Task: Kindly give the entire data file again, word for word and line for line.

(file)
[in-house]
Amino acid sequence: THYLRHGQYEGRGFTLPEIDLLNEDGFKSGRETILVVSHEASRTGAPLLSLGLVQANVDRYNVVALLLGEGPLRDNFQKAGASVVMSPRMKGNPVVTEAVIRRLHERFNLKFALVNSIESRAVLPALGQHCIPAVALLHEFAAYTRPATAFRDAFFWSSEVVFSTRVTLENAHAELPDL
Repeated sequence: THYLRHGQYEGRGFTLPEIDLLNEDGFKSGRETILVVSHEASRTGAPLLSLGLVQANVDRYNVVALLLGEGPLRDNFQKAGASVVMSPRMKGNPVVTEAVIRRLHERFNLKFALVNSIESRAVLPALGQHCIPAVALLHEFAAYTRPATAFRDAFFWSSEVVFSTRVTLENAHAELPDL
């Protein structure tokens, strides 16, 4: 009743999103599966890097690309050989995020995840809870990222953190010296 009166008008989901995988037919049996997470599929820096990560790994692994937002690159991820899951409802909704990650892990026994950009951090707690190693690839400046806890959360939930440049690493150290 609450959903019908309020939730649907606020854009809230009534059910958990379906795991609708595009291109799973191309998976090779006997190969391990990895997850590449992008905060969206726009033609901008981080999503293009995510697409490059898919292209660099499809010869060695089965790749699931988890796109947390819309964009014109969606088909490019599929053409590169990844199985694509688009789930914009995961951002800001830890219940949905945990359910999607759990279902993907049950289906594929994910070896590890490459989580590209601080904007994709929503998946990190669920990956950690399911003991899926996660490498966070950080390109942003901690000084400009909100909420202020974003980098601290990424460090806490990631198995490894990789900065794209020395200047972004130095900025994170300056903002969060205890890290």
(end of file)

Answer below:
[in-house]
Amino acid sequence: THYLRHGQYEGRGFTLPEIDLLNEDGFKSGRETILVVSHEASRTGAPLLSLGLVQANVDRYNVVALLLGEGPLRDNFQKAGASVVMSPRMKGNPVVTEAVIRRLHERFNLKFALVNSIESRAVLPALGQHCIPAVALLHEFAAYTRPATAFRDAFFWSSEVVFSTRVTLENAHAELPDL
Repeated sequence: THYLRHGQYEGRGFTLPEIDLLNEDGFKSGRETILVVSHEASRTGAPLLSLGLVQANVDRYNVVALLLGEGPLRDNFQKAGASVVMSPRMKGNPVVTEAVIRRLHERFNLKFALVNSIESRAVLPALGQHCIPAVALLHEFAAYTRPATAFRDAFFWSSEVVFSTRVTLENAHAELPDL
């Protein structure tokens, strides 16, 4: 009743999103599966890097690309050989995020995840809870990222953190010296 009166008008989901995988037919049996997470599929820096990560790994692994937002690159991820899951409802909704990650892990026994950009951090707690190693690839400046806890959360939930440049690493150290 609450959903019908309020939730649907606020854009809230009534059910958990379906795991609708595009291109799973191309998976090779006997190969391990990895997850590449992008905060969206726009033609901008981080999503293009995510697409490059898919292209660099499809010869060695089965790749699931988890796109947390819309964009014109969606088909490019599929053409590169990844199985694509688009789930914009995961951002800001830890219940949905945990359910999607759990279902993907049950289906594929994910070896590890490459989580590209601080904007994709929503998946990190669920990956950690399911003991899926996660490498966070950080390109942003901690000084400009909100909420202020974003980098601290990424460090806490990631198995490894990789900065794209020395200047972004130095900025994170300056903002969060205890890290």